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Blog - Published 12th February 2019

Are Celebrity Endorsements a Guaranteed Win?

Are celebrity endorsements the right thing for retailers?

In the already competitive fashion industry 2018 was another challenging year, making it more important than ever for brands to differentiate themselves and bring sales in.

With the astronomical rise in social media ‘influencers’ we have seen a number of brands turning to celebrities to endorse their products and connect with the consumer.


So how does this all work?

Retail hiringTo combat the decline in their clothing business, Marks & Spencer recently joined forces with Holly Willoughby in the hopes of making their womenswear seem more accessible to the public.

The launch of her clothing range was featured across numerous publications as well as her already very popular social media platforms.

Whilst M&S’ move to have Holly Willoughby be the face of their brand allowed them to rebuild their image, the company was already aware of the public’s very positive view of her, thus making the products by M&S appear more attractive and worth purchasing.

On the other hand, teaming up with a divisive celebrity may not always mean good news.

Nike’s decision to use Colin Kaepernick, who knelt during the national anthem at an NFL game, as the face of a new advertisement campaign bought instant controversy for the brand.

Whilst this move did make some Nike customers enraged the decision proved to be successful overall with a reported increase in sales within a few days of the advertisement’s release.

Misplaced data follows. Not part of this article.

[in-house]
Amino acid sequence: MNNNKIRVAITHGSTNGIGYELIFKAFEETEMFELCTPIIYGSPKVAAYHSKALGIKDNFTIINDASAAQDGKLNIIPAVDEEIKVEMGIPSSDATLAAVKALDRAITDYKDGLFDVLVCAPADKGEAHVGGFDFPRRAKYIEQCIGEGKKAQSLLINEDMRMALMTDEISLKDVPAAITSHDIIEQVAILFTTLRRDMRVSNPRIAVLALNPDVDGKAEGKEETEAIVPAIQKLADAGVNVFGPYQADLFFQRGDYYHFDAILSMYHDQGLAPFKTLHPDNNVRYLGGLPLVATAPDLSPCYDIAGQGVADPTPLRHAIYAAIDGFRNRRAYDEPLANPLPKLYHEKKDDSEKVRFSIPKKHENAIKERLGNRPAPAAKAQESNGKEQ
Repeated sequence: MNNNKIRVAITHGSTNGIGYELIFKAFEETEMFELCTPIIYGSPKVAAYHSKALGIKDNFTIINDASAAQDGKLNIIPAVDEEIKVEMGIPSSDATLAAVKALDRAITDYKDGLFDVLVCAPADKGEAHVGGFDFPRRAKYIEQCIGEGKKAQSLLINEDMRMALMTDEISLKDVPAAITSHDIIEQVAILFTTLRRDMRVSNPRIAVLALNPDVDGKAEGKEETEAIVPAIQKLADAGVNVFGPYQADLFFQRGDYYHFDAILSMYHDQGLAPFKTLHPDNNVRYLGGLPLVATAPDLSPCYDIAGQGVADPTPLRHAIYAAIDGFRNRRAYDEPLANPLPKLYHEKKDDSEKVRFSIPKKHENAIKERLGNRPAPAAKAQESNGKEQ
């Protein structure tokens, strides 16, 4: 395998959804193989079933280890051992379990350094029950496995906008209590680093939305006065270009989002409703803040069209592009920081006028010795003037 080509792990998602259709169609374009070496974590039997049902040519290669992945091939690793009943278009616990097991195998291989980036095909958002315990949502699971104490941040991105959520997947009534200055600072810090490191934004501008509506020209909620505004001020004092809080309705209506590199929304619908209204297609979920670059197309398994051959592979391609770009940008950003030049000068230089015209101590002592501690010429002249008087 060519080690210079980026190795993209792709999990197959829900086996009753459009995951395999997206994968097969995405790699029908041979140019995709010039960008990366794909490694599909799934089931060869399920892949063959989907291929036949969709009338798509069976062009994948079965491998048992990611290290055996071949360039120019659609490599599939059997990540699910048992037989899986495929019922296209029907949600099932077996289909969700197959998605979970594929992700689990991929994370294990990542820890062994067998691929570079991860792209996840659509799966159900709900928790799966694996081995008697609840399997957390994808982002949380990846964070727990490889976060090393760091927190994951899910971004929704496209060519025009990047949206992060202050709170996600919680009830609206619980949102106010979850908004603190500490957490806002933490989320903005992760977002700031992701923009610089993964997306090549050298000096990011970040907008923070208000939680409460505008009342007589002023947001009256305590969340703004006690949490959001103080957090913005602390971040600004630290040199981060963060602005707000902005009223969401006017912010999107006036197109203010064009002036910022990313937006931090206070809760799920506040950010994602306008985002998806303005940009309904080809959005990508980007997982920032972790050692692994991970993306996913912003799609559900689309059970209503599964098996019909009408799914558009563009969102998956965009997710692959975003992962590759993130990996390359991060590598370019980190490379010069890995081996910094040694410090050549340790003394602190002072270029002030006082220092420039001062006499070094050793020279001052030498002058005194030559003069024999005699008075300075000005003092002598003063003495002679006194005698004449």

What could go wrong?

Creating a blame free business culture and understanding riskAn easy but dangerous mistake that can be made is if a brand focuses too much on the celebrity rather than the brand itself, deflecting attention away from products and, ultimately, missing the point of the endorsement.

Celebrities could also be endorsing more than one brand at any one time. The customer’s perception of the product could be lessened due to the associated lack of exclusivity.

Additionally there are some risks that brands can exercise less control over, particularly surrounding the celebrity themselves. It can be difficult to predict when a celebrity’s reputation may become damaged, which could lead to the defacing of brands they are attached to.


Is it worth it?

The biggest questions companies have about their marketing campaigns entail what return on investment they’re getting for the money they spend.

Marketing is an essential part of businesses and can pay many times over what it costs. To make the most of your marketing spend, however, you need to know how to reliably measure its results and ensure there is synergy with your financial forecasts.

A meaningful business plan and financial forecast can produce tremendous value for a business operating in a dynamic market that facilitates growth and enables the business to pro-actively react against challenges. A thorough business model will enable structured conversations around management information and strategy by identifying crucial activities and challenges involved with implementing company initiatives.

Menzies specialist retail team works alongside a number of business that face these very issues. With our tailored, focussed and informed approach we will be able to provide you with meaningful management information for you to effectively incorporate into your strategy for the future.

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Rebecca Jones

Manager

Rebecca Jones is a Manager at Menzies in London specialising in business audit and compliance advisory services for SME businesses.